Tuesday, August 30, 2011

Baseball and An Old Bridge

Watch Out For Flying Objects
Bats, Balls, Etc.
Left to Right; Gina Ascercion, "Gamer Bird", Lauren Alexander at AT&T Park on April 13, 2011
I found the Giants hat I'm wearing and we beat LA!

     During the past two years I've been working in the historic South End District of San Francisco so its been easy to catch some Giant's games. I've enjoyed exploring this vibrant, thriving part of The City with old red brick buildings that remind me of Boston. On Mission Creek, the funky houseboats are refreshing in comparison to the more touristy ones in Sausalito.

     Each weekday as the sun rises over the bay I cross the historic Lefty O'Doul Bridge just past China Basin Park then spanning over McCovey Cove next to AT&T Park. It was built in 1932 and is sometimes referred to as a drawbridge or bascule bridge, a French term for seesaw and balance (see videos below). If you look West and use your imagination it can be reminiscent of the Venice canals. And if the siren blows, you either walk down a block or learn to cultivate some patience.

Saturday, August 27, 2011

The Simple, Elegant World of Elizabeth T. Rightor

Preparing lunch with Elizabeth in front of her home.
Lourmarin, Le Mas Theotime.

Journal Excerpt - August 1976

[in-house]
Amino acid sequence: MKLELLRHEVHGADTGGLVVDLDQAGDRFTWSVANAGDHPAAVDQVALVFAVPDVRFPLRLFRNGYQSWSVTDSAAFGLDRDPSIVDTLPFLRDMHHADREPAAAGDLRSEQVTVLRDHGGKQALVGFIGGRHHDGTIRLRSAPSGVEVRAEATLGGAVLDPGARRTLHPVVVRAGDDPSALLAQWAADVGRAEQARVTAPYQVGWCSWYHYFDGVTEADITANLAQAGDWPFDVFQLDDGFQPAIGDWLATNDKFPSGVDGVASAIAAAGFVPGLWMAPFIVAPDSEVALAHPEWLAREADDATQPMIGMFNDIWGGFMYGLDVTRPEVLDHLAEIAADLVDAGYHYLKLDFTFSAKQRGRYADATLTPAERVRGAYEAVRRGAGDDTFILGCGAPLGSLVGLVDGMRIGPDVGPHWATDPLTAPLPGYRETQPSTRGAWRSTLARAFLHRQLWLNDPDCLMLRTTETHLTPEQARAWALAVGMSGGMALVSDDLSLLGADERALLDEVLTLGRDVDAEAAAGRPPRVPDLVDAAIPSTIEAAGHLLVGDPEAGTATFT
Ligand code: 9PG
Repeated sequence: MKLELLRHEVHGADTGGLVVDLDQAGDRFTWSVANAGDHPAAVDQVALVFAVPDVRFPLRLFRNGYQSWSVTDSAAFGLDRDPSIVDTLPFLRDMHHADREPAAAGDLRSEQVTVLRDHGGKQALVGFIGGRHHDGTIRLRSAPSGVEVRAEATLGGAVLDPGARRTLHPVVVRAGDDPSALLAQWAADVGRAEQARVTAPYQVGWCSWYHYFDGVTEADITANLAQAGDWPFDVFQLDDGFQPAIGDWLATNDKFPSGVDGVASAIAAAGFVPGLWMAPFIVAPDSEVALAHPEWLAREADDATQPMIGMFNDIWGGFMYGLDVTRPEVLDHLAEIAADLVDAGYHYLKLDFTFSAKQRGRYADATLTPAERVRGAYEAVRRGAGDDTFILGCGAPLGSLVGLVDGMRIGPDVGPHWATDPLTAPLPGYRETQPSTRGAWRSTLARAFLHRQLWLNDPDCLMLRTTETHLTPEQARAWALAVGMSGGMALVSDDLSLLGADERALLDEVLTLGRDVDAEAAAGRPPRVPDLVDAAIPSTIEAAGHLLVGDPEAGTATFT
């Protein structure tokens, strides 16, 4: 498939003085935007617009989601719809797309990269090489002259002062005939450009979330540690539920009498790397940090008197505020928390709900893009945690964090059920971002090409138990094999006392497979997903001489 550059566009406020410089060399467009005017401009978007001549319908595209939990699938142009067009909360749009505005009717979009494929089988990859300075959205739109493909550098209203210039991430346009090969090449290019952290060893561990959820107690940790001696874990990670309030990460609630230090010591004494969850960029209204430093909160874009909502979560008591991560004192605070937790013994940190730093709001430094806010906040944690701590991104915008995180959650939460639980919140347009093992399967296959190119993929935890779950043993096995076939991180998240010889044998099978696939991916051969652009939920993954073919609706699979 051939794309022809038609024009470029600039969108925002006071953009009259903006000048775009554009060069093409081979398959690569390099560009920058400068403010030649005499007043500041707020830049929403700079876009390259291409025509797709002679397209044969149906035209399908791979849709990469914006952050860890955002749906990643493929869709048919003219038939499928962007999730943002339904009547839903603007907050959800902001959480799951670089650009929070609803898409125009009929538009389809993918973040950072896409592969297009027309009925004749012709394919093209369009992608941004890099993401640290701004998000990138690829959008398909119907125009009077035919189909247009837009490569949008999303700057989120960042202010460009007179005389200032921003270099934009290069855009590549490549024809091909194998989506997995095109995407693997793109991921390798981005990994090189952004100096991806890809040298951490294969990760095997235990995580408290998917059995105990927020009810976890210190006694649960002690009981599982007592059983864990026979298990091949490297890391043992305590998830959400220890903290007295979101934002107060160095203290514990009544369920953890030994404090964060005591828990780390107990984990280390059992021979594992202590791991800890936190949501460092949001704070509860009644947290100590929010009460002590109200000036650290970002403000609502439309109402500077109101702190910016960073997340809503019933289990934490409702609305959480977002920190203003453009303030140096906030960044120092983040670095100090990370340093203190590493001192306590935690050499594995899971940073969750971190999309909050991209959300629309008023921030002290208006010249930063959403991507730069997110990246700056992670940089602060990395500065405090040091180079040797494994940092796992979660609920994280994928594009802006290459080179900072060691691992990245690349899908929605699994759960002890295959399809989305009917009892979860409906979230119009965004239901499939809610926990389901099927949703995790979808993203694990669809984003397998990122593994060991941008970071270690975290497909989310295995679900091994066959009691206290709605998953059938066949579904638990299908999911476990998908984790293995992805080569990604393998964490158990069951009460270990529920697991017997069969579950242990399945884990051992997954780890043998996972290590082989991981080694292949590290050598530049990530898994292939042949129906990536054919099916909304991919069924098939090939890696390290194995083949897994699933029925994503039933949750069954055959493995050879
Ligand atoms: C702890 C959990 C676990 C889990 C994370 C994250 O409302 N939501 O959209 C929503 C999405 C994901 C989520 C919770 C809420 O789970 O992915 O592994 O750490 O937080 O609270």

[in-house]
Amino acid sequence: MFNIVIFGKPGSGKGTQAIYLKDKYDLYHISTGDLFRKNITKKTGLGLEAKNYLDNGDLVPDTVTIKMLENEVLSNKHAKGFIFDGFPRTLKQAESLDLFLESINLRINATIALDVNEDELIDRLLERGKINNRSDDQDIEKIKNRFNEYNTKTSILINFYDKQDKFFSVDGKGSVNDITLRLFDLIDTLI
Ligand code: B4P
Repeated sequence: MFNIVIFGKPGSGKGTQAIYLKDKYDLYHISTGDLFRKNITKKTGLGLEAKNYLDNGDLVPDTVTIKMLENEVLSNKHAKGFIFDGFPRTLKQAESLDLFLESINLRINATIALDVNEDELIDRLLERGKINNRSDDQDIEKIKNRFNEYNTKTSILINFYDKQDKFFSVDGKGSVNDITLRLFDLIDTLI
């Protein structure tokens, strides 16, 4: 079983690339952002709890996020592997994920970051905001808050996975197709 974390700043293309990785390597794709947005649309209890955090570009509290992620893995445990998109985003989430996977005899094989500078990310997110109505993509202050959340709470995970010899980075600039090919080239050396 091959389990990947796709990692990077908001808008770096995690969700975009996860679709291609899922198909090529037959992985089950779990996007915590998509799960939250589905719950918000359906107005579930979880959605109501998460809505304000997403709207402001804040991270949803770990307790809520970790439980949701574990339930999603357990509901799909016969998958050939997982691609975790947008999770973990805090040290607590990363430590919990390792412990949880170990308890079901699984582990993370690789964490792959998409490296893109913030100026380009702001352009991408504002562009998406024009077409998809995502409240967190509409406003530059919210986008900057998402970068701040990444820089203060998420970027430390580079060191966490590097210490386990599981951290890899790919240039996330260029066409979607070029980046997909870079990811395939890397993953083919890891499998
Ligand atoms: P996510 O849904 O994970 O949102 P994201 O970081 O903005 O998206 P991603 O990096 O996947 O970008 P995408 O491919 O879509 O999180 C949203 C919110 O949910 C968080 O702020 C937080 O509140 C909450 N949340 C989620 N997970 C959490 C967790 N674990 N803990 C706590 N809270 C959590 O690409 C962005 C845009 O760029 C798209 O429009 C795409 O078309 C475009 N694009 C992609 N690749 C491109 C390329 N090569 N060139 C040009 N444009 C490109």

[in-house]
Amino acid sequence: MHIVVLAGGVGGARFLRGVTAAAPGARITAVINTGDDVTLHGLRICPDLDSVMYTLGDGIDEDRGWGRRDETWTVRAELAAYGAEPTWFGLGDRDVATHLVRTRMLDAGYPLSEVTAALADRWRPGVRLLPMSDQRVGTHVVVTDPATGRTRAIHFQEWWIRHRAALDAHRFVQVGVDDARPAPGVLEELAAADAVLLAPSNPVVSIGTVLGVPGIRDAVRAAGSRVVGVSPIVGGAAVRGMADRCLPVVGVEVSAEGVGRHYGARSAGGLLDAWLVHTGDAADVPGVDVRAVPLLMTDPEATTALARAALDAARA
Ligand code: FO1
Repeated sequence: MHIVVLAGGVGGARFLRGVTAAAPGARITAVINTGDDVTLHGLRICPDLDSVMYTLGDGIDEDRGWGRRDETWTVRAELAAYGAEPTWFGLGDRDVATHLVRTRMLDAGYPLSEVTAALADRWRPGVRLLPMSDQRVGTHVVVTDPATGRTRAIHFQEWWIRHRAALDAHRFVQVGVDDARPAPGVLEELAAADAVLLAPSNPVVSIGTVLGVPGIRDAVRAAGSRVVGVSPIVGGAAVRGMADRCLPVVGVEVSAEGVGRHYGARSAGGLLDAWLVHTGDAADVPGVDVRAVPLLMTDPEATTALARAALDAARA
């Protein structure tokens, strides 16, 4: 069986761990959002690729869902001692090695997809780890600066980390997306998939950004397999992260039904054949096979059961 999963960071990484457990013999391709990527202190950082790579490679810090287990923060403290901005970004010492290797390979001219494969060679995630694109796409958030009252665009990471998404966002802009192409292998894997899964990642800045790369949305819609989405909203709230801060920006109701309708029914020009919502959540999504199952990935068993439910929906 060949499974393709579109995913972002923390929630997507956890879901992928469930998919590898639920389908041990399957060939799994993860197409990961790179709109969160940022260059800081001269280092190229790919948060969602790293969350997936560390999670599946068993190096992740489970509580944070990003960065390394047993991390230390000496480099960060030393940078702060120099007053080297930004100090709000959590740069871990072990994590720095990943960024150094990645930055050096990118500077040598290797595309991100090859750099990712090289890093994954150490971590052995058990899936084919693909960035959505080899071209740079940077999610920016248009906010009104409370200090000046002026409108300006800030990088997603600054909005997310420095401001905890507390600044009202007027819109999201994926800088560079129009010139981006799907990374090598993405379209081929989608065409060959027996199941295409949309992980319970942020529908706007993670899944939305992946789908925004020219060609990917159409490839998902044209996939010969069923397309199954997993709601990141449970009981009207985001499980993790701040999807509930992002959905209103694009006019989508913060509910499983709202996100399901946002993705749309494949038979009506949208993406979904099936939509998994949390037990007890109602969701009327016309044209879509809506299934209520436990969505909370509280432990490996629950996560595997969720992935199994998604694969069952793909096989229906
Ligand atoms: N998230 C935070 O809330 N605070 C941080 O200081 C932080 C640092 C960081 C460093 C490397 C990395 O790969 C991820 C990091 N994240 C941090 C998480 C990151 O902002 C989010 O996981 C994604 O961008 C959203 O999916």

Saying hello again to Elizabeth, this time at her home in Lourmarin, a charming village in the south of France, felt as though we were old friends coming to visit rather than two inquisitive young women whom she'd met by chance aboard the Leonardo da Vinci www.thegreatoceanliners.com/leonardodavinci.html the ocean liner we sailed on from New York City to Genoa, Italy last April. She greeted us with open arms and a warm smile in the courtyard outside the small stone farmhouse she'd appropriately named, Le Mas Theotime. She was as elegant as ever and possessed a type of self-assured, eternal beauty - an innate quality - that glistens through every pore of any woman fully aware of her place in the world. I remember the first day we stepped into her house and how I felt so immediately at home. The feeling grabbed and shook me, placing me in countless situations I'd experienced in the past, yet isolating me in this unique moment of the present.